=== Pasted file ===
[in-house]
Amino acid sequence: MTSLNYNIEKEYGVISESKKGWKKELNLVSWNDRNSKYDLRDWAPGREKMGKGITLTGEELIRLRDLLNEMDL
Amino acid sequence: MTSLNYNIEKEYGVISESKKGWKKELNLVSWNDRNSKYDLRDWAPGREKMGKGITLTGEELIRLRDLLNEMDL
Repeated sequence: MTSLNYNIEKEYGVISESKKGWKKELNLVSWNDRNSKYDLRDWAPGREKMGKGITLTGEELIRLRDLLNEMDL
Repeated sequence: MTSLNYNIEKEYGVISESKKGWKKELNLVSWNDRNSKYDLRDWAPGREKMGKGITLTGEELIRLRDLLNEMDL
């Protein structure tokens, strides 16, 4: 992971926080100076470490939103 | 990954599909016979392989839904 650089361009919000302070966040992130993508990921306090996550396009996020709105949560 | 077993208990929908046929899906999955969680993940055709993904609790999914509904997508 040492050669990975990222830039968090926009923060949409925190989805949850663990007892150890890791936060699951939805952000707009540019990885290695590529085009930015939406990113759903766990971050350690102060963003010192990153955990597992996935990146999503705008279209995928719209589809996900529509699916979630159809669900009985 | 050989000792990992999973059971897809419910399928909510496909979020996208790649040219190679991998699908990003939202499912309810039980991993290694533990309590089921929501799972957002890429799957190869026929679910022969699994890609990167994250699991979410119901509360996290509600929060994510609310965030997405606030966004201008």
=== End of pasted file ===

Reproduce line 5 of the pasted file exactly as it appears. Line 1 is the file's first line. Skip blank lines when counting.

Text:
Repeated sequence: MTSLNYNIEKEYGVISESKKGWKKELNLVSWNDRNSKYDLRDWAPGREKMGKGITLTGEELIRLRDLLNEMDL